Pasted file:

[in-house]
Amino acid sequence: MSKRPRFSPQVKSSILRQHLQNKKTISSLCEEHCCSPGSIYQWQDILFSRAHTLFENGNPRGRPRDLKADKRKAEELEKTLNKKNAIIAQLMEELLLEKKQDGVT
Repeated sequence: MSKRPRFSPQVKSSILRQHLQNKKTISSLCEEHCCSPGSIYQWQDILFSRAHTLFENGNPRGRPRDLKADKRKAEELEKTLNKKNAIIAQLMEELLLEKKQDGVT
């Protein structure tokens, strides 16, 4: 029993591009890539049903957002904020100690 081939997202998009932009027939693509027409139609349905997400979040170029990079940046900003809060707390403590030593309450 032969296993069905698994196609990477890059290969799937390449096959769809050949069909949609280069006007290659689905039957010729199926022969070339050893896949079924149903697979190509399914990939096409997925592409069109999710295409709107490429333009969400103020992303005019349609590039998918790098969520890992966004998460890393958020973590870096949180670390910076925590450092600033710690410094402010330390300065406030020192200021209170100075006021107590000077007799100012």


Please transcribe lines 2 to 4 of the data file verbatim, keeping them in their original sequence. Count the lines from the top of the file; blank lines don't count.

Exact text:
Amino acid sequence: MSKRPRFSPQVKSSILRQHLQNKKTISSLCEEHCCSPGSIYQWQDILFSRAHTLFENGNPRGRPRDLKADKRKAEELEKTLNKKNAIIAQLMEELLLEKKQDGVT
Repeated sequence: MSKRPRFSPQVKSSILRQHLQNKKTISSLCEEHCCSPGSIYQWQDILFSRAHTLFENGNPRGRPRDLKADKRKAEELEKTLNKKNAIIAQLMEELLLEKKQDGVT
């Protein structure tokens, strides 16, 4: 029993591009890539049903957002904020100690 081939997202998009932009027939693509027409139609349905997400979040170029990079940046900003809060707390403590030593309450 032969296993069905698994196609990477890059290969799937390449096959769809050949069909949609280069006007290659689905039957010729199926022969070339050893896949079924149903697979190509399914990939096409997925592409069109999710295409709107490429333009969400103020992303005019349609590039998918790098969520890992966004998460890393958020973590870096949180670390910076925590450092600033710690410094402010330390300065406030020192200021209170100075006021107590000077007799100012």